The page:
That is if nothing else happens. If ONE iron earth-crosser 30 km in diameter impacts at any time in the future or one super-volcano erupts, the extinction event will be immediate.

    We have had about six near misses during the last year. None were detected more than 48 hours from pass (or impact) and most only 24. There is nothing we can do about that sort of event. Period. Rocky ice-balls which explode in the atmosphere (Tunguska) are a different sort of animal. A moderately sized chunk of iron impacting at 90 degrees or nearly so anywhere on earth will be a problem.

  • Tom Burnett

    I suppose it would be appropriate to try and demonstrate my point again. This site is not strictly scientific, but it is very interesting nonetheless.


    Scroll down to ‘Environment’ and then look at the current average temperature. Better yet, look closely at every heading and subtitle on the page, but particularly Environment and Water.

    I am willing to stipulate large errors in the numbers, but not by orders of magnitude. This is what is happening, now, today. We cannot stop it because we cannot limit our own population growth. Nature will have to do that for us.

    The problem is that we are creating a perfect storm. Eventually the population will push food, water, energy, natural resources; both renewable and not; the land, the oceans and the atmosphere into a domino effect of failure.

    We will not solve these problems because we cannot stop causing them.

  • Robby Keller

    Anybody who thinks global warming is false is misinformed. The ice in Antartica is melting fast. The animals there have a hard to finding food because of this. Antartica has been losing about 24 cubic miles every year.

  • A bad example is two or three damaged heat tiles on a space shuttle. It doesn’t slow down; it suffers catastrophic destruction in seconds. Full speed to non-existent.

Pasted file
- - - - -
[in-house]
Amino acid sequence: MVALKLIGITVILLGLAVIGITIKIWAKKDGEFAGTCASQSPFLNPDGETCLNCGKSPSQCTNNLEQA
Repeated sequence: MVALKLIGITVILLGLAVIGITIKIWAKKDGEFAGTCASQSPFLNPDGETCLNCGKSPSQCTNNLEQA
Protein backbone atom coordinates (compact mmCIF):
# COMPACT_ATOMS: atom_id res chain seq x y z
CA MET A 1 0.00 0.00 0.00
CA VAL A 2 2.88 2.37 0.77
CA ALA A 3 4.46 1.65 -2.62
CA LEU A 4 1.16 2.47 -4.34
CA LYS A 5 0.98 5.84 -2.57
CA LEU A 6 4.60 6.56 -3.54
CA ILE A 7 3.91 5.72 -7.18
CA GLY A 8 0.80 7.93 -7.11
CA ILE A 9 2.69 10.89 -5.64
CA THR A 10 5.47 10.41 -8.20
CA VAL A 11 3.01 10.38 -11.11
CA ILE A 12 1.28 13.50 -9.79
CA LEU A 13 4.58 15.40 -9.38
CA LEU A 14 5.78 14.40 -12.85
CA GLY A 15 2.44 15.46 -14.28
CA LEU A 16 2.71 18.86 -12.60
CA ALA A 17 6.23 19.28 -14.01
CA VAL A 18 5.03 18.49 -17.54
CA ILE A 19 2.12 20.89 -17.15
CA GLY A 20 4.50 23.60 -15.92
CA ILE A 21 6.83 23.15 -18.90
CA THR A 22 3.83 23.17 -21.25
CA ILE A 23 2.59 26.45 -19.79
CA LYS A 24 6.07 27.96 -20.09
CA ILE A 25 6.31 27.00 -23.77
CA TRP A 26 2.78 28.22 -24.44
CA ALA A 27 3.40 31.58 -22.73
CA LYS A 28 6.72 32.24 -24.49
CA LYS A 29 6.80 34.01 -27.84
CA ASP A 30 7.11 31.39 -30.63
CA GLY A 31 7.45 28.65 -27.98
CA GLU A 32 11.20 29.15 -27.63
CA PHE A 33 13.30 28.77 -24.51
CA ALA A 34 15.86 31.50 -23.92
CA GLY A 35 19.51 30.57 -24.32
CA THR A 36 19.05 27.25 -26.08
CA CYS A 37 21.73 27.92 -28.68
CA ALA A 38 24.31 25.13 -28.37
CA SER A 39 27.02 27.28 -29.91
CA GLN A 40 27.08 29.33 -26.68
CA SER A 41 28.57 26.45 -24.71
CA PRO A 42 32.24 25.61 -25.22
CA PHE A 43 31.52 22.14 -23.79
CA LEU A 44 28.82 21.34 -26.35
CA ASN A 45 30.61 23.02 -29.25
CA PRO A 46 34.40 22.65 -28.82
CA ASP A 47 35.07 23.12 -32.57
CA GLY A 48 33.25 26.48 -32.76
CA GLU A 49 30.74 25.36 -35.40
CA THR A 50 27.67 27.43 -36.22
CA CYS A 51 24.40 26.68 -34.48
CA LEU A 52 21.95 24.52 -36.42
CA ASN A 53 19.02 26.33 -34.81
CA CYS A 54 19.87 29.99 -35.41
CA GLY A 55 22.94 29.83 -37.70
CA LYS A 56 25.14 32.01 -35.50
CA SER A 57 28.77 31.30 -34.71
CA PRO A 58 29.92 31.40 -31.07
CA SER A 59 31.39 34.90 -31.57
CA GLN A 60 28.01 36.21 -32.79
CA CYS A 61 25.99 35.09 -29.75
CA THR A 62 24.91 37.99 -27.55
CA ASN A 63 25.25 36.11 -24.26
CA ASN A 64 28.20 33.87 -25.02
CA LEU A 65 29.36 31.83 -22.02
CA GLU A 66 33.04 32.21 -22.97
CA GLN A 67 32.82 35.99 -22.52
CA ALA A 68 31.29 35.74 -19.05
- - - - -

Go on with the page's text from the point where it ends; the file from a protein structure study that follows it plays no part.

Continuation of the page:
Indeed, an atrocious example, for reasons which I hope would be obvious.

    Like you said – orders of magnitude.

  • Marc Donovan

    Everyone has their pet theory on global warming, and there is evidence on both sides, but the money is going into the warming side. So even if the warming scientists see evidence of cooling they ignore the man behind the curtain because of a paycheck.

  • chrome

    Well, whatever it is we should prepare our selves what can happen and what would be our future if we will not participate and do the proper waste management and everything that concern on our environment.

  • It’s difficult for anyone to do anything. Buying a Prius simply shifts a person’s guilt upstream…in effect, selling it back to Toyota, because you can never save as much extra energy or fuel as it took to build the car. That premium you paid is just ‘guilt tax’ and those batteries will go bad eventually and simply compound the existing problem.

    In addition. more and more people are moving BACK to metropolitan areas for the few jobs that are still available. That complicates things even more.

    I would love everyone to read the April 2010 edition of Scientific American; the article: Boundaries for a healthy planet’.

    But the only way, to REALLY prepare is to live in a place where you can be completely self-sufficient and there are not many of those. You have to collect water and not depend on aquifers or public water or water external sources of water for agriculture. If you want meat or fish, you may have to hunt, kill, butcher and preserve it. You have to have your own sewage system and solar/wind/generator power and expect them to all fail periodically. You have to live in an area which will grow good year-round and doesn’t require heating or air conditioning. And you have to be comfortable with the possibility the economy can collapse.

    Almost no one in America can do that or, if they could, would want to. I am one of the ones who wants to; not as a survival strategy….but to see how difficult it is. I’m almost there, minus the off-grid power. I’m having fun, but I am retired.

  • anonymous

    john w exactly ……… technology will solve our problems , in spite of the government attempts to ration that technology as they see fit.